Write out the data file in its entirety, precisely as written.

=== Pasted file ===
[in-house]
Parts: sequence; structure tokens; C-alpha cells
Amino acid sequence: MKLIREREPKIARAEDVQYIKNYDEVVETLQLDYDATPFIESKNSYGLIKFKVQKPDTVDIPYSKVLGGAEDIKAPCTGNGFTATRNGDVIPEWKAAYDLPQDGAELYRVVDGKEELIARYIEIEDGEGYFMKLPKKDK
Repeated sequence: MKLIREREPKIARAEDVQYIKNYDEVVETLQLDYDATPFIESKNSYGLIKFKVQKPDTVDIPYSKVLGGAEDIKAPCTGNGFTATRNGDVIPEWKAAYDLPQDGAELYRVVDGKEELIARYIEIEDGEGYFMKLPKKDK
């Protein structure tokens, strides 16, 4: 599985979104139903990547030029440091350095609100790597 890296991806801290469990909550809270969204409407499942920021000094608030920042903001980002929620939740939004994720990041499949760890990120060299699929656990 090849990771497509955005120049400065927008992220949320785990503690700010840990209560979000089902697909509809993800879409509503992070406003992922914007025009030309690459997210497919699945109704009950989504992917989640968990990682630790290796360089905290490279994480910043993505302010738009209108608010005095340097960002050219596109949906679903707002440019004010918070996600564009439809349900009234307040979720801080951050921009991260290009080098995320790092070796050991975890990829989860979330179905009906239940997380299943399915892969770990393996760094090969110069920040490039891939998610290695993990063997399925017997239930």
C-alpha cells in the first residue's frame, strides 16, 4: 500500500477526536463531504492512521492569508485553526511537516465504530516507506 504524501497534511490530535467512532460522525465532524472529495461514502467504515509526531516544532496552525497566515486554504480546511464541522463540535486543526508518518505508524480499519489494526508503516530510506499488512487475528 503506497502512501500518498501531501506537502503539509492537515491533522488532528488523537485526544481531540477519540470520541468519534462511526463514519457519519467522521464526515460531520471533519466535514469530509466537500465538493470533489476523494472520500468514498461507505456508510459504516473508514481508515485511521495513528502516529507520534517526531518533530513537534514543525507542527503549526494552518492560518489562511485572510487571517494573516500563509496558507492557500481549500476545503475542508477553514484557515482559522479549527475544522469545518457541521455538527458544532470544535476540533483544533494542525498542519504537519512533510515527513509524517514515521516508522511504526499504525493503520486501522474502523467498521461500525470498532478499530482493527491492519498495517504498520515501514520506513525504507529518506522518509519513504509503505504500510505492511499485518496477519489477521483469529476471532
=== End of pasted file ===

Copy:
[in-house]
Parts: sequence; structure tokens; C-alpha cells
Amino acid sequence: MKLIREREPKIARAEDVQYIKNYDEVVETLQLDYDATPFIESKNSYGLIKFKVQKPDTVDIPYSKVLGGAEDIKAPCTGNGFTATRNGDVIPEWKAAYDLPQDGAELYRVVDGKEELIARYIEIEDGEGYFMKLPKKDK
Repeated sequence: MKLIREREPKIARAEDVQYIKNYDEVVETLQLDYDATPFIESKNSYGLIKFKVQKPDTVDIPYSKVLGGAEDIKAPCTGNGFTATRNGDVIPEWKAAYDLPQDGAELYRVVDGKEELIARYIEIEDGEGYFMKLPKKDK
């Protein structure tokens, strides 16, 4: 599985979104139903990547030029440091350095609100790597 890296991806801290469990909550809270969204409407499942920021000094608030920042903001980002929620939740939004994720990041499949760890990120060299699929656990 090849990771497509955005120049400065927008992220949320785990503690700010840990209560979000089902697909509809993800879409509503992070406003992922914007025009030309690459997210497919699945109704009950989504992917989640968990990682630790290796360089905290490279994480910043993505302010738009209108608010005095340097960002050219596109949906679903707002440019004010918070996600564009439809349900009234307040979720801080951050921009991260290009080098995320790092070796050991975890990829989860979330179905009906239940997380299943399915892969770990393996760094090969110069920040490039891939998610290695993990063997399925017997239930």
C-alpha cells in the first residue's frame, strides 16, 4: 500500500477526536463531504492512521492569508485553526511537516465504530516507506 504524501497534511490530535467512532460522525465532524472529495461514502467504515509526531516544532496552525497566515486554504480546511464541522463540535486543526508518518505508524480499519489494526508503516530510506499488512487475528 503506497502512501500518498501531501506537502503539509492537515491533522488532528488523537485526544481531540477519540470520541468519534462511526463514519457519519467522521464526515460531520471533519466535514469530509466537500465538493470533489476523494472520500468514498461507505456508510459504516473508514481508515485511521495513528502516529507520534517526531518533530513537534514543525507542527503549526494552518492560518489562511485572510487571517494573516500563509496558507492557500481549500476545503475542508477553514484557515482559522479549527475544522469545518457541521455538527458544532470544535476540533483544533494542525498542519504537519512533510515527513509524517514515521516508522511504526499504525493503520486501522474502523467498521461500525470498532478499530482493527491492519498495517504498520515501514520506513525504507529518506522518509519513504509503505504500510505492511499485518496477519489477521483469529476471532